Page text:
Tag Archives: Final Fight

The MoeGamer Podcast: Episode 34 – Acid Bass, Smack Around the Face

After a mildly chaotic start to the year, we’re back with an all-new podcast, featuring my good self and Mr Chris Caskie of MrGilderPixels!

The MoeGamer Podcast is available in several places. You can subscribe to my channel on YouTube to stay up to date with both the video versions of the podcast and my weekly videos (including the Atari A to Z retro gaming series); you can follow on Soundcloud for the audio-only version of the podcast; you can subscribe via RSS to get the audio-only version of the podcast in your favourite podcast app; or you can subscribe via iTunes and listen on Spotify. Please do at least one of these if you can; it really helps us out!

Or you can just hit the jump to watch or listen to today’s episode right here on MoeGamer.

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Capcom Essentials: Final Fight

First released in 1989, Capcom’s Final Fight was originally conceived as a sequel to Street Fighter.

The success of Technos and Taito’s Double Dragon in 1987 (and again with its sequel in 1988) convinced Capcom to reimagine the game as a belt-scrolling beat ’em up rather than a one-on-one fighter, however, and that proved to be a solid decision. Street Fighter, meanwhile, would go on to get its true sequel in 1991… and create its own phenomenon in the process.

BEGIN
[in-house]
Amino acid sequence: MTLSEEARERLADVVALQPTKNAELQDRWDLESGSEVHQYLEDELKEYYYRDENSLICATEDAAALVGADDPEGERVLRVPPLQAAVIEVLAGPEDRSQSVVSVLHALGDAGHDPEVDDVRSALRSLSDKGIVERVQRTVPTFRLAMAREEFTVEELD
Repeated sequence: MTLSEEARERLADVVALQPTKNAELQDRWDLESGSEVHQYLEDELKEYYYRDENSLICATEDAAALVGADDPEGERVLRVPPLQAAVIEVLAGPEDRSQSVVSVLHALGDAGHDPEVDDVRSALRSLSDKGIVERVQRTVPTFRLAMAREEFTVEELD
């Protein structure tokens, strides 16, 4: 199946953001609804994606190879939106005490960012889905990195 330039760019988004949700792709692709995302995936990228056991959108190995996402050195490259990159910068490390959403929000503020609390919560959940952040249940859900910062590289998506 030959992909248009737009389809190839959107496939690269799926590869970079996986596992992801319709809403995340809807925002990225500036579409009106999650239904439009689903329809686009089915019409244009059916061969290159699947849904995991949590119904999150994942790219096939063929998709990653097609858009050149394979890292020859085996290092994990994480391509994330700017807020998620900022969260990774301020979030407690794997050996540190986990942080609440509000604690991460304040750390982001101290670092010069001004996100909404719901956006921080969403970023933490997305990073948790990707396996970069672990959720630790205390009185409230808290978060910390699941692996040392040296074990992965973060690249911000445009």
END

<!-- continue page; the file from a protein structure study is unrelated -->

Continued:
Final Fight, while perhaps not as well known or fondly regarded as its one-on-one stablemates today, remains a highly enjoyable game — with more depth than you might expect at first glance.

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Capcom Beat ‘Em Up Bundle: It’s The Belt For You, Lad

Those of you who read my coverage on Senran Kagura: Estival Versus will know how much I enjoy the beat ’em up genre… and how much I appreciate its history.

With that in mind, Capcom’s announcement that it would be releasing a new product simply called Capcom Beat ‘Em Up Bundle made me kiss £15.99 goodbye even before the package was released. Doubly so because it was also coming to Switch… and who doesn’t want to bust some heads on the go?

Today we’ll take a high-level look at the package as a whole, then over the course of a series of Capcom Essentials articles in the coming weeks, we’ll explore the individual games in the collection in more detail. Suffice to say for now that £15.99 is a very fair price for this bundle, and I highly recommend it to all fans of the genre.

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Senran Kagura Estival Versus: Historical Context and Mechanics

The Senran Kagura series as a whole primarily has its roots in the brawler or beat ’em up genre, and while it draws mechanical influences from both classics in the field and contemporaries, it very much has its own identity.

Exactly how Senran Kagura channels the brawler genre has evolved somewhat over the game’s several installments. The first game in the series, Senran Kagura Burst, is most recognisable as a classic-style beat ’em up, but while all the subsequent entries make shifts into 3D to varying degrees, the fundamentals remain quite similar.

To understand the mechanics on display in Senran Kagura Estival Versus, it pays to look at the history of the genre as well as more modern contemporaries. So that’s exactly what we’re going to do.

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